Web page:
For Tom Rees, coaching gig at Notre Dame always seemed like an inevitability

The last time Tom Rees played a game for Notre Dame, he was still known as Tommy Rees — but his coach put forth an offer that didn't come as a surprise to anyone in the press room at Yankee Stadium. 

"I'm a Tommy Rees fan for life," Kelly said after Notre Dame's 2013 Pinstripe Bowl win over Rutgers. "… He'll keep trying to play the game as long as he can. But I told him, he's got a bright future as a graduate assistant for Brian Kelly anytime."

Rees is joining Notre Dame as a full-time quarterbacks coach, not just as a coach-in-training graduate assistant role. The 24-year-old — whose father, Bill, has held a number of scouting roles in the NFL — only has two coaching stops on his resume, a graduate assistant role at Northwestern in 2015 and an offensive assistant job with the San Diego Chargers last year. But his lack of experience is more than made up for by the simple fact that, while at Notre Dame from 2010-2013, there was a well-established belief held by coaches and teammates that one day the Lake Bluff, Ill. native one day would coach in some capacity. 

"I'm very excited to have Tom join our staff," Kelly said in a statement Tuesday. "He possesses an understanding of the game, and most importantly the quarterback position, that's unique. He's a true student of the game and great communicator that will offer immediate dividends toward guiding our quarterback room.

"As a former quarterback at Notre Dame, Tom also has a rare ability to truly relate with the quarterbacks on our roster. He's literally sat in their seat, dealt with the ups and downs, faced the criticism, deflected the praise, and all that comes with playing the position at Notre Dame. He can genuinely mentor them — not only on the football field, but in the classroom and the community as well."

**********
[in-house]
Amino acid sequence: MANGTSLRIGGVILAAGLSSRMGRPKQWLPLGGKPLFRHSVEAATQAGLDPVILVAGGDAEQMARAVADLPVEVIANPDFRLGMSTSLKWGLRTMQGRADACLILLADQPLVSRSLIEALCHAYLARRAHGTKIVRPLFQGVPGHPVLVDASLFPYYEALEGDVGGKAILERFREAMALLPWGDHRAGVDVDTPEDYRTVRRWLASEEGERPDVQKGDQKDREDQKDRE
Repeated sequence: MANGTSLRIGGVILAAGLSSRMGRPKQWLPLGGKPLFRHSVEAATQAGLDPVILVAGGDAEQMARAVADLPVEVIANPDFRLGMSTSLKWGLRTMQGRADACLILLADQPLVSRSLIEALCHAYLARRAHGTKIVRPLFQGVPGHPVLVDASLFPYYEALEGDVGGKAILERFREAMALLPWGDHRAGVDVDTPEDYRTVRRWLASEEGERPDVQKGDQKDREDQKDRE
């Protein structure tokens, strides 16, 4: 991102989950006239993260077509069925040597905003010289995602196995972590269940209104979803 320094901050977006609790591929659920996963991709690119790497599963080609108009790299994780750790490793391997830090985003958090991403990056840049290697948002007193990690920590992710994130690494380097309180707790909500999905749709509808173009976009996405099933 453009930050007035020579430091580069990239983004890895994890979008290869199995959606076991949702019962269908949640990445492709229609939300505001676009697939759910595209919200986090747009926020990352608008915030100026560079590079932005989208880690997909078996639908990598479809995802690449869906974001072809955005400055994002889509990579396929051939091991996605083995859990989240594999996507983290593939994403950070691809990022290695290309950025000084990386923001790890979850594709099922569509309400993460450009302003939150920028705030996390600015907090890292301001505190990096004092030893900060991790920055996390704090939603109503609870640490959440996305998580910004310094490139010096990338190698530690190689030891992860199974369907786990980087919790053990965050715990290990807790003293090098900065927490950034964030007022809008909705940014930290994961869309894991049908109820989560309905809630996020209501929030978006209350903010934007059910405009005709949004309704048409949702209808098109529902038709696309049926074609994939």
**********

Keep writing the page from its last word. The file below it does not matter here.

Rees effectively became a player/coach in 2012, when a July arrest for resisting law enforcement and illegal consumption of alcohol by a minor led to a one-game suspension that knocked him out of what was a four-person competition to be the team's starting quarterback. Everett Golson ultimately emerged from that fray, but Rees was a fixture as both a mentor to and a replacement for the redshirt freshman as the Irish rolled to the BCS Championship with an undefeated regular season record. 

Consider what Rees said about his relationship with Golson prior to the 2013 BCS Championship:

"There'd be a couple late night discussions," Rees said. "He'd ask me what I thought he needed to improve on, you know, don't hold anything back. And I told him the truth sometimes -- I told him the truth all the time, sometimes it wasn't what he wanted to hear. But any way I could help, and I've had a lot of fun working with him."

Rees' playing time that year was important, yet sporadic. So during the week and from the sidelines, he took more of a coach's point of view with the Irish offense, which teammates said was beneficial when he took over the starting job again in 2013 follow Golson's academic suspension. 

"Not being a stating quarterback, it's sort of pushed him to become more of a leader and more of a coach," former offensive lineman Chris Watt said before the 2013 season. "I think that helped him see the game a little bit differently than before." 

Rees will be primarily tasked with grooming redshirt sophomore Brandon Wimbush, a guy who some around the program thought was the most talented quarterback on Notre Dame's roster the last few years. Of course, Wimbush's offensive knowledge wasn't near the level possessed by Malik Zaire or DeShone Kizer, but his throwing and running ability are both mouth-watering traits that Rees will have a chance to mold.

That Rees is getting his coaching start in his mid-20's isn't particularly surprising. In many ways, has always been on track for this role, and maybe more (think offensive coordinator).

"When I finished my playing career and graduated from Notre Dame, I wanted to do two things," Rees said Tuesday. "First, I wanted to coach, and second, at some point in my career I hoped to get an opportunity to return and do it at my alma mater. I didn't know when or if this opportunity might present itself, but I'm so grateful and honored that it did. I'm ready to get things rolling with this great staff and group of student-athletes."